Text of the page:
This is a hard series to pin down; i.e., its intent is troublesome. See, I think we all assumed this would harken back to Matt Fraction’s Hawkeye series. Both peek behind the curtain of stalwart heroics to find the lowly, average shmucks behind it all. Yet, Hawkeye worked as a comedy and its individual arcs were engaging, stretching the boundaries of genre. Yet…Jimmy Olsen isn’t quite effective as comedy or drama.
This issue is also divided into chapters, #1 going back to Joachim Olsson, #2 about Jimmy’s overachieving brother, #3 features Superman in a comedic role, and #4 goes back to Gotham ever so briefly.
Firstly, I’m fine with us going back to Joachim. That’s a cute idea. Unfortunately, it’s too brief to do much other than give us a little twist at the end. But it serves to show how versatile Steve Lieber is, even when he’s tasked with fire-lit historical fare.
However, introducing Jimmy’s brother is an odd move. It tries to split the difference by being comedic but also dramatic. And by straddling both, the scene falls flat. We should be feeling genuinely sad for Jimmy as we watch him get verbally and emotionally eviscerated by Julian. Yet, when Julian pushes his brother, Lieber conveys it like a pratfall, softening physical abuse. (Note: I’m aware it might not have been Lieber’s call to frame everything in a comic light. Don’t flip your lids.) Here’s my point: mixing tones can be awesome, but here, the tones cancel each other out so none of them are truly successful.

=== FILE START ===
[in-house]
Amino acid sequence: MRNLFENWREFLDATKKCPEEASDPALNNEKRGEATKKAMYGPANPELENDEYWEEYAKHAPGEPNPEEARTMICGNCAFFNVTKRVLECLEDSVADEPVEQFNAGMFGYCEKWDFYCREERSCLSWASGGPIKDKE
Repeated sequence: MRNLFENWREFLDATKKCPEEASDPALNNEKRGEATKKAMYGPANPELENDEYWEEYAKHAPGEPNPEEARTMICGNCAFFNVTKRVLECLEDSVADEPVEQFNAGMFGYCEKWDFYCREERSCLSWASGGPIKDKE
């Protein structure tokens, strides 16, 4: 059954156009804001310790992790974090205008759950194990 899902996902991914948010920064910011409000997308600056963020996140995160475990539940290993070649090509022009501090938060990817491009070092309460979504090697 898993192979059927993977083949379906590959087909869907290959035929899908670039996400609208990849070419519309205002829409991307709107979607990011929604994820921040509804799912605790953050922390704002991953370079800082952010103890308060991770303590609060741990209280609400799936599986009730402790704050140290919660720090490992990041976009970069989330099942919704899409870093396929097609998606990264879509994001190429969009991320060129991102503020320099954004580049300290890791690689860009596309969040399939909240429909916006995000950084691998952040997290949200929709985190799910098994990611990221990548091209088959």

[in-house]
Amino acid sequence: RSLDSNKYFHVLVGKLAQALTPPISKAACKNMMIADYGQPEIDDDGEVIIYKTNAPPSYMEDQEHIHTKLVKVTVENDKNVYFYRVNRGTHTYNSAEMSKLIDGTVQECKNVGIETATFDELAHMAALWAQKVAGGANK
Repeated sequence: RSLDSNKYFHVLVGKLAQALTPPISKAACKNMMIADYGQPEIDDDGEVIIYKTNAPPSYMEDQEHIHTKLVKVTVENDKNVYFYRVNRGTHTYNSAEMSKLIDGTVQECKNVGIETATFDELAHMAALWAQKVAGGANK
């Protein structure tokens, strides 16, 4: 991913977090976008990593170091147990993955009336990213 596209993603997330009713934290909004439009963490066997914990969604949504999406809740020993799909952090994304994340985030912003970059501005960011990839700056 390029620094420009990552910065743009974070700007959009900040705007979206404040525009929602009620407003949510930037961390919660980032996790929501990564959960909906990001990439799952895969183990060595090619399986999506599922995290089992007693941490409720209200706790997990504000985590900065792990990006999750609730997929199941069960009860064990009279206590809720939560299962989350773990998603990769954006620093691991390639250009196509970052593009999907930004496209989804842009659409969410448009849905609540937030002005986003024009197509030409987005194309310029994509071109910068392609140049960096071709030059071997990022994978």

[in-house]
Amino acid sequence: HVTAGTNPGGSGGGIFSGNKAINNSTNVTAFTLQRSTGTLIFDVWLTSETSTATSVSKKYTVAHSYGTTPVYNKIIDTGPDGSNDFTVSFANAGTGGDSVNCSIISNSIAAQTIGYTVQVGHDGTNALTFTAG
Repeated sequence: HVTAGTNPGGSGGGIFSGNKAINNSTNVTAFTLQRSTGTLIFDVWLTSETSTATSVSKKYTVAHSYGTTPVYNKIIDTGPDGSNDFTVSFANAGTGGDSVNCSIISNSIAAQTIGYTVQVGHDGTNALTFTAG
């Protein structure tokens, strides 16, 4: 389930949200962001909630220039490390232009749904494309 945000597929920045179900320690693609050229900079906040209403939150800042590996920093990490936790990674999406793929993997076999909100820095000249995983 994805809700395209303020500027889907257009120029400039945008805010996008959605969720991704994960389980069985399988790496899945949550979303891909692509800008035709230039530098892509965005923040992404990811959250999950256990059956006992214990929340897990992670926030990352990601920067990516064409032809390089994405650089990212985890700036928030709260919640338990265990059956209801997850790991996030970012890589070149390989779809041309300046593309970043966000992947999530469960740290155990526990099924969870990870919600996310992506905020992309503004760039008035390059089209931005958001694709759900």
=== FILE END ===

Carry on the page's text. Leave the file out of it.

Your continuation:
#3 isn’t necessarily funny, but it’s cute to see Superman framed as a wee bit of a, well, dork. Harkening back to the lighter fare of the early Superman days is rarely a bad thing, but (there’s always a but) this segment serves to point out how underwhelming this series already is. Superman offers to take Jimmy with him to stop a crime and Jimmy refuses. We then get almost two pages depicting all the many wacky adventures Jimmy’s had previously.
So here’s the problem: Matt Fraction is trying to show Jimmy attempting to be more mature. But if he’s now a mellowed-out Jimmy, why should I read this? Besides, Jimmy wasn’t told not to go adventuring by Perry White, he was just reallocated. I suppose he could really be stricken with guilt from his brother’s harassment, but that scene was executed in a comedic fashion, undercutting any real impact.
Lastly, Jimmy finds his apartment ransacked and himself in danger of a conspiracy. So he calls Lois Lane! And then…oh, that’s it. Unfortunately, the great reveal of the first issue, that Jimmy’s now in Gotham, isn’t capitalized on. The possibility of contrast between the sunny disposition of Jim and Batman’s gargoyle land is all but left on the drawing table.
Herein lies a book with an identity crisis. It’s marketed as a showcase of Jimmy’s shenanigans, but the book insists it’s smarter than that and thus, undercuts its existence with a muddled mix of drama and cuteness. But hey—it’s at least different. If you liked the first issue, go for this one too.
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